As the world copes with the impact of COVID-19, Lecturer in homiletics, liturgy and theology at the United Theological College and the Charles Sturt University School of Theology Reverend Dr Ockert Meyer reflects on an Easter unlike any other. He suggests our real challenge this Easter 2020 is to see, perhaps for the first time, how the power of hope springs from isolation and emptiness.
One of the most striking paintings of the Last Supper is by the German artist Ben Willekens, which clearly references Leonardo da Vinci’s famous Last Supper; the same room, the same long table and the same windows framing the group of people gathered there.
But there the similarities end. Instead of hosting the group of thirteen people that gathered in the upper room, Willekens’ table is empty. In fact the entire room is empty.
Therefore his work speaks most dramatically and most directly into our current context: the Easter weekend when almost all communion tables in the world will be empty – perhaps for the first time ever.
Willekens created this work, not with any virus or disease in mind, yet there is something hauntingly prophetic about it.
His table is also covered with a white cloth, however, it doesn’t look like a tablecloth; it looks like hospital sheets. His table has exactly the same shape as Da Vinci’s table, but the legs of his table make it look like an operating table.
When Willekens painted this work he was in his mid-thirties and in a very dark place in his life. He had lost his job; he was angry and was without hope.
He regarded the 1970s as an era of broken promises; both the promise of Christianity, but also the promise of the Enlightenment; neither could help him in his need.
Hans Schwebel, Professor of theology at the University of Marburg, describes the painting as ‘an ode to emptiness’.
In his interpretation the painting evokes something of the cultural malaise of a post-Christian era in the European community, and the clinical white space evokes the idea of a laboratory or hospital room rather than a dining room: an experimental space bereft of both community and communion.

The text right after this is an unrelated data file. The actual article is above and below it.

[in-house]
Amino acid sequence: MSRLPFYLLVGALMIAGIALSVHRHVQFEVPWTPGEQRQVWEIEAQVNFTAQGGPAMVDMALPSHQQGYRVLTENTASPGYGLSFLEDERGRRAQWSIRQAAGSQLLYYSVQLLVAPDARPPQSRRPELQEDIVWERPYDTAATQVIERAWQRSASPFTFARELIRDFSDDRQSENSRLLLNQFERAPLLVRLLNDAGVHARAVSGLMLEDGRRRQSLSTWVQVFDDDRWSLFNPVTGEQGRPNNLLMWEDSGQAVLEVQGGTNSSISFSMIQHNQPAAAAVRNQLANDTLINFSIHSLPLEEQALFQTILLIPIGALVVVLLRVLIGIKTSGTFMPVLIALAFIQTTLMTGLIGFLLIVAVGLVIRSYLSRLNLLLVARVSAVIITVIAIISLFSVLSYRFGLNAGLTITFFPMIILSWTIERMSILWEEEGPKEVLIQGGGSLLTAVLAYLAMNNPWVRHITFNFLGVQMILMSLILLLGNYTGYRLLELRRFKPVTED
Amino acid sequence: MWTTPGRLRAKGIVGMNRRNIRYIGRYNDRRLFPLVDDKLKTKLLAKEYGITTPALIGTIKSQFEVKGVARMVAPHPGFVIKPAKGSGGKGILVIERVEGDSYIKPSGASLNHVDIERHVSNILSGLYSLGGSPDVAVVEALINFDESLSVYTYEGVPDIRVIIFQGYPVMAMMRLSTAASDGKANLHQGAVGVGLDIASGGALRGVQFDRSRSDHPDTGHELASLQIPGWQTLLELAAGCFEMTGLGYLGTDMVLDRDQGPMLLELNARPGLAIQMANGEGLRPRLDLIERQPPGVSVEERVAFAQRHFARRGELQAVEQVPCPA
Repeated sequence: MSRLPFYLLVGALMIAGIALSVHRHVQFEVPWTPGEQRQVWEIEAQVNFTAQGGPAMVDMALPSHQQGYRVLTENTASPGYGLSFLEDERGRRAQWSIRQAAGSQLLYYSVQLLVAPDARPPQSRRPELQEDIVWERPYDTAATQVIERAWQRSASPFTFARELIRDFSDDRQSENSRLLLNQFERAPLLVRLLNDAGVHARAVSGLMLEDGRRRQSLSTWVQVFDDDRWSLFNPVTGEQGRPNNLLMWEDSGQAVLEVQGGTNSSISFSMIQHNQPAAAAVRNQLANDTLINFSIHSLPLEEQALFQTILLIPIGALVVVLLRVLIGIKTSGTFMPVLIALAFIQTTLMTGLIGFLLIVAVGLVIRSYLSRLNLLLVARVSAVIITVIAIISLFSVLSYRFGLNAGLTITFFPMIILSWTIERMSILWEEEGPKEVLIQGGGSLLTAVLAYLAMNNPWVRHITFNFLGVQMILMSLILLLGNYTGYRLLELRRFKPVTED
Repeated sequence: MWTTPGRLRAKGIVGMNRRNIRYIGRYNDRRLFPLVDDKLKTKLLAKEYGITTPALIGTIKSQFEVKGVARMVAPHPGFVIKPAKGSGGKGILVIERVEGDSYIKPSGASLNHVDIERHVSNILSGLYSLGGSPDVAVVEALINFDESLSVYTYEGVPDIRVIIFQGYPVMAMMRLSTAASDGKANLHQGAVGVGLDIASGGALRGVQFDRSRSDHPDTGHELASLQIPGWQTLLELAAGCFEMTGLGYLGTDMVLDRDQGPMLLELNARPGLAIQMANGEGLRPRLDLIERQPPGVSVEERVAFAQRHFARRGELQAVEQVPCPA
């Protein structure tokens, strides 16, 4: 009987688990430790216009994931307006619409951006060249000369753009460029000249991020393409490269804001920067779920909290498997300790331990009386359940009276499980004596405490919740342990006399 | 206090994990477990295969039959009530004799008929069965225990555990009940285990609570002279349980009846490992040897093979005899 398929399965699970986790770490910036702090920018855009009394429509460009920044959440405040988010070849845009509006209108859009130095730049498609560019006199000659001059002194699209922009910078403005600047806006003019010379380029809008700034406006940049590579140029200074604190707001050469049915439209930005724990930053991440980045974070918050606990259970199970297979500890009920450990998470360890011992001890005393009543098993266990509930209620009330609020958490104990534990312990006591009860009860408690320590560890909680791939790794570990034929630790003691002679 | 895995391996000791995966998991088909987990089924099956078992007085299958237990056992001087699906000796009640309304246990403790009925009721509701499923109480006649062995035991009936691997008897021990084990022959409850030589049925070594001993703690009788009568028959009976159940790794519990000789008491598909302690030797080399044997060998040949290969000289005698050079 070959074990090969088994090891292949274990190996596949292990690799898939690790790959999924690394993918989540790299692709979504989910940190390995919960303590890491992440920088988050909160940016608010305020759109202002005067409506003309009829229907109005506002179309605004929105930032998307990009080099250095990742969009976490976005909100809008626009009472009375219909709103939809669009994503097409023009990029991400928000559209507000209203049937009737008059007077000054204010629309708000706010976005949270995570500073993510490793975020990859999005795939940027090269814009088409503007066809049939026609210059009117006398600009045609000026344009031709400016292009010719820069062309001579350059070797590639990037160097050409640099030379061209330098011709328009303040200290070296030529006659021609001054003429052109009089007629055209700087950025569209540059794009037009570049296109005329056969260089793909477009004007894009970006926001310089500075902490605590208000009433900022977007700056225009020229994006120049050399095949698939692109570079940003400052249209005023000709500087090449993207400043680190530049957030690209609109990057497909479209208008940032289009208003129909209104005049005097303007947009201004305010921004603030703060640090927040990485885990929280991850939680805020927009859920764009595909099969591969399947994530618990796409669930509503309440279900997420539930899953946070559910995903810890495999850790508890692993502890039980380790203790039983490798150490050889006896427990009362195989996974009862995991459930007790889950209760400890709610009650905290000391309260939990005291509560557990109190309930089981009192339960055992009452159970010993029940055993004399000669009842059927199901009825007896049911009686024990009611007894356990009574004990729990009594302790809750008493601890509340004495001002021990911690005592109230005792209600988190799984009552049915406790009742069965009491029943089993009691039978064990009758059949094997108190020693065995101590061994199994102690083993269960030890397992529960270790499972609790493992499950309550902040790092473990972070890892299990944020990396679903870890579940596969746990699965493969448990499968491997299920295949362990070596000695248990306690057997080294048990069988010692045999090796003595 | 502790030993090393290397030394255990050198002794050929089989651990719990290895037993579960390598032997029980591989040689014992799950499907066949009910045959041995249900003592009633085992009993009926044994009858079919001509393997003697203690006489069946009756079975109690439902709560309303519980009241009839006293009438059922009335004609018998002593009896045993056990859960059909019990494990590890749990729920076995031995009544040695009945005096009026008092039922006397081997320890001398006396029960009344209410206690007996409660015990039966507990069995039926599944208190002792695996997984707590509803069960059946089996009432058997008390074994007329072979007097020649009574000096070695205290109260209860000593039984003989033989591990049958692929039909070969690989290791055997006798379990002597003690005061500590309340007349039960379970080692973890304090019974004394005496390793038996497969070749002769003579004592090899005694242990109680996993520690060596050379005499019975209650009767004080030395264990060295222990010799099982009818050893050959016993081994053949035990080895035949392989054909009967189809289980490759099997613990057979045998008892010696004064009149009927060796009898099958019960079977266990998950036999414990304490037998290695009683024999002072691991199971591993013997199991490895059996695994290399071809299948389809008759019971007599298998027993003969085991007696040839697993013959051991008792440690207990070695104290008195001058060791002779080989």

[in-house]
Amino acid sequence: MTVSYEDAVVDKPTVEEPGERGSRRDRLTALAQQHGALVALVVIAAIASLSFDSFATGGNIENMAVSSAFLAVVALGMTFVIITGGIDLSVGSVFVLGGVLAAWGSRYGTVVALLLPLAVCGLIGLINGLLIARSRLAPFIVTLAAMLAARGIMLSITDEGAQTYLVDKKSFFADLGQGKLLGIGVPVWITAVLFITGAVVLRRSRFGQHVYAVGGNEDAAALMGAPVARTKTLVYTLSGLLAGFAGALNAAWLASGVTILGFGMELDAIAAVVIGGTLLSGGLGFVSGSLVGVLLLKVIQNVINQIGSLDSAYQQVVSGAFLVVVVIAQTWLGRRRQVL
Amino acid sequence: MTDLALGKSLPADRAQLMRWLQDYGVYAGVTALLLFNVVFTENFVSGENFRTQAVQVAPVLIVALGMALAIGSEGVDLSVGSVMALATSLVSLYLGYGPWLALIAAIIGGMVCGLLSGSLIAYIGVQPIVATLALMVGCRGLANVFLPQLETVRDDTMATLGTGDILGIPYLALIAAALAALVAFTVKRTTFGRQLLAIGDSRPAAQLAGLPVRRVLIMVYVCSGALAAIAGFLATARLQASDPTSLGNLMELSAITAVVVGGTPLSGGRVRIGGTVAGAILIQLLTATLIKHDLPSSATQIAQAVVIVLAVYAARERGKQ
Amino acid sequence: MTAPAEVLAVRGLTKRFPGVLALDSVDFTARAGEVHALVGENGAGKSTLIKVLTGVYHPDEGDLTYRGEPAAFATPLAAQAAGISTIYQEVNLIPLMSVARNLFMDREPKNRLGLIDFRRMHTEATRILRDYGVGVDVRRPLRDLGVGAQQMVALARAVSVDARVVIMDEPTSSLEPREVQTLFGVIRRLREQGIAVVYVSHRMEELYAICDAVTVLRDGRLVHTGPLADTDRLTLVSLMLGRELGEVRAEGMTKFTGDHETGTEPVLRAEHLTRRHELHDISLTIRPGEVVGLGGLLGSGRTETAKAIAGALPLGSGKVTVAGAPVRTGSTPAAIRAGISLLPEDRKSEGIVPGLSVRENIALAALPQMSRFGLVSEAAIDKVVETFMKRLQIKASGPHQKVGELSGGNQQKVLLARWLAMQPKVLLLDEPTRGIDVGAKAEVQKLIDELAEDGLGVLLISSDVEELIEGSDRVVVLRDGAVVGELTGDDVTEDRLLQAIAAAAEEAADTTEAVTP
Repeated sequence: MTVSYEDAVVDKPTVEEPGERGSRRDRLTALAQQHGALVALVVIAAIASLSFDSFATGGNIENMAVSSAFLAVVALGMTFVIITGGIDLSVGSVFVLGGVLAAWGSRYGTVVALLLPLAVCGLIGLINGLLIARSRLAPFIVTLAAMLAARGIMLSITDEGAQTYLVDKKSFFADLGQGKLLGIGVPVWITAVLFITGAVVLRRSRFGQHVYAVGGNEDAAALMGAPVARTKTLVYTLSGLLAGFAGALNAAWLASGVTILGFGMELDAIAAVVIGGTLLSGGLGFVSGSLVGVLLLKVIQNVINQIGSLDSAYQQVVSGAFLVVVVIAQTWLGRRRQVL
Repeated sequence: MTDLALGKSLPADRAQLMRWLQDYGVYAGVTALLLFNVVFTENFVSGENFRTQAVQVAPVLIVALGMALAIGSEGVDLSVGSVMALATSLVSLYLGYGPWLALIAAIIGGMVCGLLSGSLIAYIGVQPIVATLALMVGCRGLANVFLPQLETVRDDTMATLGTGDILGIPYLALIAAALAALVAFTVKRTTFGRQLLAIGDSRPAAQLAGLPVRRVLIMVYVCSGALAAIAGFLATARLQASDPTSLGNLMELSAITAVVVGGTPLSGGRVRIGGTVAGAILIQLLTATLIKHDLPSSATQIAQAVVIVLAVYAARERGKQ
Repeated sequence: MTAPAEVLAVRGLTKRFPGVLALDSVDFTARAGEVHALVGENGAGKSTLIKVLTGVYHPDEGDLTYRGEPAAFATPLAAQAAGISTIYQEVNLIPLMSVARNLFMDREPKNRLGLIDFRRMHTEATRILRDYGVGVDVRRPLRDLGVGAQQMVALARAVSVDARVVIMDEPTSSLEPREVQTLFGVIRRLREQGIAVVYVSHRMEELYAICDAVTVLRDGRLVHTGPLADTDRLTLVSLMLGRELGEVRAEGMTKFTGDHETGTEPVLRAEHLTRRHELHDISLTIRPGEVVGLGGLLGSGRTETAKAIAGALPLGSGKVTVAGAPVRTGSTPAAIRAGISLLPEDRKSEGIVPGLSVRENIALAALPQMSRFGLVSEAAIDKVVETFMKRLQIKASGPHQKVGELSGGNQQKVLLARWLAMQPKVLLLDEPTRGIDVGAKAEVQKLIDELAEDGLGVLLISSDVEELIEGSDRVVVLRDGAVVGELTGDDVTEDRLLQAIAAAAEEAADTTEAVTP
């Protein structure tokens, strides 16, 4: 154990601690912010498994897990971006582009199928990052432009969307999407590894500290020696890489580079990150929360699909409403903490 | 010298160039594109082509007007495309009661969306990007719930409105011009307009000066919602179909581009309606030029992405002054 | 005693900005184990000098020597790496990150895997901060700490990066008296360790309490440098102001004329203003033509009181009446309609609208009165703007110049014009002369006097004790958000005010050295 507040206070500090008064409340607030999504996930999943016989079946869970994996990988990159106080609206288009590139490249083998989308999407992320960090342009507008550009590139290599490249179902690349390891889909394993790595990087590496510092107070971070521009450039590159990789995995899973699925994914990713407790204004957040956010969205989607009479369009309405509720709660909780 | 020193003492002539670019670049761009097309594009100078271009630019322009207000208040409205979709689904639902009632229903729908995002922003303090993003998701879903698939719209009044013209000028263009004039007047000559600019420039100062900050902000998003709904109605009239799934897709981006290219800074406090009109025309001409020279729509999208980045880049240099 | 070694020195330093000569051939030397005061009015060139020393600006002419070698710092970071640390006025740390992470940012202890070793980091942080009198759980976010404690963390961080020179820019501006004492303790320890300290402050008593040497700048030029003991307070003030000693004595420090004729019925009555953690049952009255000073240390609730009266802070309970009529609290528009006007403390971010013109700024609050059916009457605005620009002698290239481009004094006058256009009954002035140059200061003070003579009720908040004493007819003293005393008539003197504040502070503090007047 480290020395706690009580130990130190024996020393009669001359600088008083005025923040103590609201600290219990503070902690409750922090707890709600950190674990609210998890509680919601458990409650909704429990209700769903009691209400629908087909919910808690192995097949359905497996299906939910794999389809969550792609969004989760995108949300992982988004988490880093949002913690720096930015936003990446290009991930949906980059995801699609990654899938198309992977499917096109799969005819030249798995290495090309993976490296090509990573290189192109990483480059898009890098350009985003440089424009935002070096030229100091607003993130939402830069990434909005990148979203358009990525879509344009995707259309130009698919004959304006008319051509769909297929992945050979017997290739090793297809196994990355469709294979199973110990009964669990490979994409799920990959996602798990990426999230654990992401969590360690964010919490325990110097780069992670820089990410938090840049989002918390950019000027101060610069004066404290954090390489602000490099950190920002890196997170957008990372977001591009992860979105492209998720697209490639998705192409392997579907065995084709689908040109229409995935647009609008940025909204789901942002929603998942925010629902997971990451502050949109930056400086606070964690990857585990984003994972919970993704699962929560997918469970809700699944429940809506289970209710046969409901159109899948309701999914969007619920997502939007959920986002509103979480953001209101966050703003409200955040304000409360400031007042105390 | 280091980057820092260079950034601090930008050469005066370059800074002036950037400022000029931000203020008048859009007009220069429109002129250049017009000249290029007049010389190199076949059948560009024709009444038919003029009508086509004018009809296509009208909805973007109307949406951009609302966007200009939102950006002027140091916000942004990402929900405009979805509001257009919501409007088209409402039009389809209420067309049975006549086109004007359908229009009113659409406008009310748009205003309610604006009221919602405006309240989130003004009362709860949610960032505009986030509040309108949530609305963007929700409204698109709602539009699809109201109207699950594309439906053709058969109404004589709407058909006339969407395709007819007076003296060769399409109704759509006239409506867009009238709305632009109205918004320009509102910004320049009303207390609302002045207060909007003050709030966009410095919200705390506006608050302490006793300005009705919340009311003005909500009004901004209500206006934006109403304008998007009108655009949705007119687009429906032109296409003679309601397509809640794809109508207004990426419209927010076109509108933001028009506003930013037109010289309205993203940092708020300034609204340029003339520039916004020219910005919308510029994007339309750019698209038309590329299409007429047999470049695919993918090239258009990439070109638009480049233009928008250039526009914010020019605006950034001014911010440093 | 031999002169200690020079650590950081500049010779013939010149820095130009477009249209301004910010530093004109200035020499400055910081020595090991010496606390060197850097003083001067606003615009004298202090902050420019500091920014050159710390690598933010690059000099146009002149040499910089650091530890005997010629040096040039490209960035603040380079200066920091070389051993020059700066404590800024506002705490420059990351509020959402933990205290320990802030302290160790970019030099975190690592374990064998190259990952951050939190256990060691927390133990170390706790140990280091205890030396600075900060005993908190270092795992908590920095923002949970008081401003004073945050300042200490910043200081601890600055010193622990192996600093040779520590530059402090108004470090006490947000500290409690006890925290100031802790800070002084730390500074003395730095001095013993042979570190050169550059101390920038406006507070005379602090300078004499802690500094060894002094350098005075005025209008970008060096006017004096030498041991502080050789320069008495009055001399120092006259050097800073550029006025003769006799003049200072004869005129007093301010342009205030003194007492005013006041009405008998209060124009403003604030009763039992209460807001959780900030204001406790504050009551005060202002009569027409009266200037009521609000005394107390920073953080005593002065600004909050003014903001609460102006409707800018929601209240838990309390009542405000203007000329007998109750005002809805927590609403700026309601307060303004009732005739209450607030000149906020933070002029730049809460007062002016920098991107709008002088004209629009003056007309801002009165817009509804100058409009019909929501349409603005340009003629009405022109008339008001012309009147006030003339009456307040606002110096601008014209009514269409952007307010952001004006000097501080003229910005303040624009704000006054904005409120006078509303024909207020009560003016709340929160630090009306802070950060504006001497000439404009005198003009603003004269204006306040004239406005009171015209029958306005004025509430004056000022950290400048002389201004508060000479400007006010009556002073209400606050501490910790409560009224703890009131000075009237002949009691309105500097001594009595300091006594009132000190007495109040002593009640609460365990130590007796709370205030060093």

During this Easter weekend this emptiness resonates deeply with the isolation, even abandonment, that many people are experiencing all over the world.
For the Church it is a stark reminder of the desolation that Jesus Christ experienced on Good Friday; the solitariness of his suffering, the forlorn sense of fear that the disciples must have felt.
But the emptiness and the solitary silence that the painting evokes also reminds us of the silence of the Easter Saturday; a day that is known in Christianity as Holy Saturday or Silent Saturday.
This Saturday represents a kind of liminal space: beyond the forlornness of Friday, but before the hope of Sunday.
In fact, it is in this space of the Saturday that I think the painting fits best. Silent Saturday is the day where seemingly nothing happens; the day that only marks the time. It represents the emptiness of death, its isolation, and the hopeless fears of those who are left behind.
It is important to remember that the pattern of Easter − Friday, Saturday and Sunday − also represents something of the pattern of life: suffering, silence, and new life.
Most of us are familiar with the suffering and we find it easy to invest in the hope, but the silence of the Saturday is the part of this pattern that most of society struggle with. This discomfort with the silence and isolation has become very apparent during the last few weeks.
And yet, this solitary silence also contains a certain possibility: the possibility of new insights, of reorientation and deeper change.
So perhaps what we should strive for is not an escape from the boredom, or a flight from the isolation, but a deeper entry into both.
Perhaps for society and the Church the most profound insights into the reality of our deepest desires, the dreams we invest in, are to be found just here.
It is exactly the silent isolation of the Saturday that keeps the space vacant for what the Sunday may bring. The quiet time reminds us of the importance of waiting, of patience, but also of mystery and the quiet movement of hope. It is in the hiddenness of the grave that the Spirit stirred.
Something of this is also profoundly true in Willekens’ painting. If you look closely you’ll see that just like Da Vinci’s painting, the three windows at the back allow light to stream into the room.
But in Willekens’ work the light that comes in is not like sunlight: it evokes the dazzling light of the Triune God.
And in the light of this, one looks also at the white linen and emptiness in a different way.
Yes, the emptiness and the white linen suddenly remind us of something entirely different: the empty grave and the white linen that Mary found there on the Sunday morning.
Perhaps that is our real challenge this Easter: to see, perhaps for the first time, how an empty table could become the most eloquent and powerful witness to an empty grave. How the power of hope springs from isolation and emptiness.